A lot people make New Year's resolutions and by the end of January the majority of those resolutions fall by the wayside. I joined the bandwagon of resolutioners this year and made a list of writerly goals I wanted to accomplish in 2016.
One of those goals was to go in search of an agent and one of the best ways to find one is to participate in a Twitter Pitch Party. I know this because it was how I found Anaiah Press and my wonderful editor, Jessica Schmeidler. Jessica helped put me on the right path to the publication of my picture book, THE STORY CATCHER and, fingers crossed, I can repeat my luck with the new year.
But, in order to increase my chances of enticing an agent to look my way, I had to have a plan and maybe MY plan can help YOU capture the interest of YOUR dream agent as well:
1. WRITE IT DOWN
I made a long list of EXACTLY what I wanted to accomplish this year. I even bought a cool calendar to pencil in all the different Twitter Pitch Parties being held all around the blogosphere all year long. I've studied each party and narrowed down which ones were right for the genres I write in and which ones I need to pass on.
2. REVISE, REVISE, REVISE
Now was the time to take those manuscripts back out and re-read them to make sure they are as polished and sparkly as I can make them. I have 7 completed picture book manuscripts with about 5 more in the final stages of revisions, 2 completed early reader narrative nonfiction chapter books with the third one in the process of being written, and 1 revised draft of a young adult fantasy novel. This shows me I have some choices on which Twitter pitch parties I can participate in.
3. MAKE A LIST
Next I've made a list of potential agents and will group each into some sort of sequential order so I can slowly check any off the list should they...or I...decide they are no longer the potential right agent for my work. Some Pitch Parties will let you know who some of the participating agents will be and you can cross match them against your master list to see who might benefit the most from your targeted pitches.
4. DO YOUR RESEARCH
Learn the likes/dislikes of the agents on your list. Check out their websites. Google their name and read their interviews. See what they saying on Twitter. In other words, take a little time to find out all you can about the people you plan to share your manuscripts with. For myself, it wouldn't do me much good to add an agent to my list who mainly represents women's fiction and memoirs. I write for children of all ages and want an agent whose writerly passions match my own.
5. PERFECT YOUR TWITTER PITCH
Take the time to decide the best 140 characters to describe your book. Realize certain hashtags MUST be included like #PitMad, #MSWL, or #PB which all count toward those precious 140 character limit. Ask the advice of those around you to see if the tone and hook of your pitch is right. Read the rules of the Twitter Pitch Party you plan on participating in and find out how often you can tweet your pitches. You would hate to be banned from participating because you failed to realize you can only tweet twice a day when you were planning on blowing up Twitter with your pitches every single hour!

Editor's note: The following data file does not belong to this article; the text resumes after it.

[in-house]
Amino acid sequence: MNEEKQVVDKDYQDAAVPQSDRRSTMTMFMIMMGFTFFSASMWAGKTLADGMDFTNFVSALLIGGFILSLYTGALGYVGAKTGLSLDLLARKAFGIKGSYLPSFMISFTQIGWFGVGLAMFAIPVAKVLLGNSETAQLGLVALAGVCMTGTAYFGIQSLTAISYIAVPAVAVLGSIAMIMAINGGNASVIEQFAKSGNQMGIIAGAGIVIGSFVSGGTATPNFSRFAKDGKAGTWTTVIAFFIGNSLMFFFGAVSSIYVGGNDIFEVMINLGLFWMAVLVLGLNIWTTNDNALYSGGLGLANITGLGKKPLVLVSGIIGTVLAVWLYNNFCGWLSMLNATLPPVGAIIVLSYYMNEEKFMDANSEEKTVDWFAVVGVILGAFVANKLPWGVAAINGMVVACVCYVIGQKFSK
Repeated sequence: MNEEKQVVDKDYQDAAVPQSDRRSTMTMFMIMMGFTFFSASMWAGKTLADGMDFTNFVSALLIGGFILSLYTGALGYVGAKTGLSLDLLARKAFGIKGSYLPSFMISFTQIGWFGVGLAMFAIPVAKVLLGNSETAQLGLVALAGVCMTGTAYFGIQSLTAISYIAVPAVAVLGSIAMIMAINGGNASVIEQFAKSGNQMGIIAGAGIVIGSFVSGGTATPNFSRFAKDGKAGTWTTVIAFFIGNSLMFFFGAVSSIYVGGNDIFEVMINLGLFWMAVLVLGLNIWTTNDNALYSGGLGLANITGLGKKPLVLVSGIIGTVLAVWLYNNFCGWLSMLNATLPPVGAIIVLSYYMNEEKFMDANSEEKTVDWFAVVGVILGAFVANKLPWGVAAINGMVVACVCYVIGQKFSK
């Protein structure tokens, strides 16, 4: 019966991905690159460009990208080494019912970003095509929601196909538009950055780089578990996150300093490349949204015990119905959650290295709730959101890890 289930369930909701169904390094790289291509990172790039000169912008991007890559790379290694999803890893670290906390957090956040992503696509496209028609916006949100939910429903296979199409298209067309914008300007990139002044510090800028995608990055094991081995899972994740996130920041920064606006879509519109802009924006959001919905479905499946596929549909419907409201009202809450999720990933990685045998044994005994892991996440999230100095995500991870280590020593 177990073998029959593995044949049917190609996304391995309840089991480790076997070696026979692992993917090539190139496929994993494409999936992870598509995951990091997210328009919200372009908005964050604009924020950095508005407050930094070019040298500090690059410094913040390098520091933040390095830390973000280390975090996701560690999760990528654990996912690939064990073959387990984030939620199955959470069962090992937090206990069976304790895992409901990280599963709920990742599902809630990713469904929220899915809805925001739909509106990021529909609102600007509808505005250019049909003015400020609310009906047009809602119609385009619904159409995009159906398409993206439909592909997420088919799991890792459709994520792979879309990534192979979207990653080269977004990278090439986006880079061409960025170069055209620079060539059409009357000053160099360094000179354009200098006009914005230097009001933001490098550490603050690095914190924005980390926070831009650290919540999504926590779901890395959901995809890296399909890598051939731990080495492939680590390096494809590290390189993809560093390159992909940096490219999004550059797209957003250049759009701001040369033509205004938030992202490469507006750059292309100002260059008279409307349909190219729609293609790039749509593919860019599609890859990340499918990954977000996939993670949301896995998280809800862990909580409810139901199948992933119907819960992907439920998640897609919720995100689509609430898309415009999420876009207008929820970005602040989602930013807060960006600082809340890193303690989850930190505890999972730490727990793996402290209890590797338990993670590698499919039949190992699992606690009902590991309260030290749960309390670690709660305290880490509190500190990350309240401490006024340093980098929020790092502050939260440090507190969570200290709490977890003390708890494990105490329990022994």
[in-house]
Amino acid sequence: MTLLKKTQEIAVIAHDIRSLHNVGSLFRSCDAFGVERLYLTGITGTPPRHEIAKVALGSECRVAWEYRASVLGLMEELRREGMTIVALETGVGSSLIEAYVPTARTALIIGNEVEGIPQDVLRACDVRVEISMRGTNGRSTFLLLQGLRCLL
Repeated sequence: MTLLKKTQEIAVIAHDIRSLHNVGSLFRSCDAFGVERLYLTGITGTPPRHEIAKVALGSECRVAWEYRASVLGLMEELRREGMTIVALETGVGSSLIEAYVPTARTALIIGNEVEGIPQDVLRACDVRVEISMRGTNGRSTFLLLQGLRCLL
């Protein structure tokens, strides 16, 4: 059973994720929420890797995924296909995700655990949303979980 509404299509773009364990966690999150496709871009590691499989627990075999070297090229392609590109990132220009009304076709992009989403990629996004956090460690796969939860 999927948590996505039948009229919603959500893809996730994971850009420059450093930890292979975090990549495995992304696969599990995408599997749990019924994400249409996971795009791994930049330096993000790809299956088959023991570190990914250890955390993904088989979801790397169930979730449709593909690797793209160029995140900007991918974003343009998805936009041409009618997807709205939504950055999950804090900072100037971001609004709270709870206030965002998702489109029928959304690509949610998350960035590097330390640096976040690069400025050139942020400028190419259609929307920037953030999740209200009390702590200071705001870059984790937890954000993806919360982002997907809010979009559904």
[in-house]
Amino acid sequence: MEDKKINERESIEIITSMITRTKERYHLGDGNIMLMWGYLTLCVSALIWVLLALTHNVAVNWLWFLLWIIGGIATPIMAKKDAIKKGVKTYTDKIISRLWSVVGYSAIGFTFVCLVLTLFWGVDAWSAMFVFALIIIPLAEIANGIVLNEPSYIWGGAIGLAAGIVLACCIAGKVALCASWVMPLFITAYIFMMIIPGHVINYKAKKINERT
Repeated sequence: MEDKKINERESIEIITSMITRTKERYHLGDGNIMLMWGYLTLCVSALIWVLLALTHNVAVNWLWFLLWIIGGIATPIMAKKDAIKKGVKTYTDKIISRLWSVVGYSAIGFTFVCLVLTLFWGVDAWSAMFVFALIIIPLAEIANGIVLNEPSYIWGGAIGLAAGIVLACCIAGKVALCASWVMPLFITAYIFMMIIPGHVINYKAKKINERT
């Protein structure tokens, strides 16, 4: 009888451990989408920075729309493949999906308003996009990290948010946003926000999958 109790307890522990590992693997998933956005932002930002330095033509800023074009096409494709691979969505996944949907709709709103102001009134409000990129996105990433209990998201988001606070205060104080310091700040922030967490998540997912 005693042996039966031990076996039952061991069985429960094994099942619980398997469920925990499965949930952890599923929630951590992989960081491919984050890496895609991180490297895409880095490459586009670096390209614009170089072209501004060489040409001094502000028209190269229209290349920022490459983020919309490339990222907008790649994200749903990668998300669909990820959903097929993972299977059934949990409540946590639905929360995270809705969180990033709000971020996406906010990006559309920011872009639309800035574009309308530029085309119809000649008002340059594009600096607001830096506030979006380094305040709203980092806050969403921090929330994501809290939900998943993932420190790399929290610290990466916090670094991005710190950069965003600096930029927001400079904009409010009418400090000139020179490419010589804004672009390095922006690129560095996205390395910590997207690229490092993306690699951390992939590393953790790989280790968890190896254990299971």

6. POLISH YOUR QUERY LETTER
It's okay to go into these Twitter pitch parties for the fun experience of it all. You might even take time to read other pitches to see if YOU would want to read those books...to determine what might work and what falls flat. But in the back of your mind you should realize that the main reason you are going to a pitch party is to hopefully get a request for a partial or a full manuscript from one of them. When that chance comes you don't want to blow it by not having a sharp, attention-getting gem of a query letter just waiting to be shared with Ms. Potential Dream Agent.
7. PLAN YOUR SUCCESS
Finally, I do a quick check of all my social media outlets to make sure the information presented there has current contact information, make sure my blog has interesting content that my readers enjoy, and track my interactions with others through different channels to find out what works to help promote the STORY CATCHER entity as well as my own writing. I treat my writing career as a business and I measure the successes...both large and small...I make along the way so I can look back at the end of each year to see just how far I've come in following my dream of become an author.
To all my writerly friends who plan on participating in a Twitter pitch party over the coming months...GOOD LUCK! And right now, for myself, all I can say is...SO FAR SO GOOD!